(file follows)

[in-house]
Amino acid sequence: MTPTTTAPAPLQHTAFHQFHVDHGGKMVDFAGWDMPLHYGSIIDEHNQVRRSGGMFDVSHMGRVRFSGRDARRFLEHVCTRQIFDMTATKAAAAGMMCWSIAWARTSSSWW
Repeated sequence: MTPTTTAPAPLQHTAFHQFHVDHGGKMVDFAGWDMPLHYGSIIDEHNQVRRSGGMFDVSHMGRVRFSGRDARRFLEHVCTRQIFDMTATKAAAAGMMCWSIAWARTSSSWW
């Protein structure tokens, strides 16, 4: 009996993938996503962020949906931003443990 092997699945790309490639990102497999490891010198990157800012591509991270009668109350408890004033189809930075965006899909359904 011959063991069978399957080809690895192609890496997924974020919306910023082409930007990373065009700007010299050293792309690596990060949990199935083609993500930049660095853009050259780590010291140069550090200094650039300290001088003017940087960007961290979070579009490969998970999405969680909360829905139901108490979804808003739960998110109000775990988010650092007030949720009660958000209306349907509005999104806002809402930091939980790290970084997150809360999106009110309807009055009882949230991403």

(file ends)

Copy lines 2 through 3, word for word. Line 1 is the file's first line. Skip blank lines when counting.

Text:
Amino acid sequence: MTPTTTAPAPLQHTAFHQFHVDHGGKMVDFAGWDMPLHYGSIIDEHNQVRRSGGMFDVSHMGRVRFSGRDARRFLEHVCTRQIFDMTATKAAAAGMMCWSIAWARTSSSWW
Repeated sequence: MTPTTTAPAPLQHTAFHQFHVDHGGKMVDFAGWDMPLHYGSIIDEHNQVRRSGGMFDVSHMGRVRFSGRDARRFLEHVCTRQIFDMTATKAAAAGMMCWSIAWARTSSSWW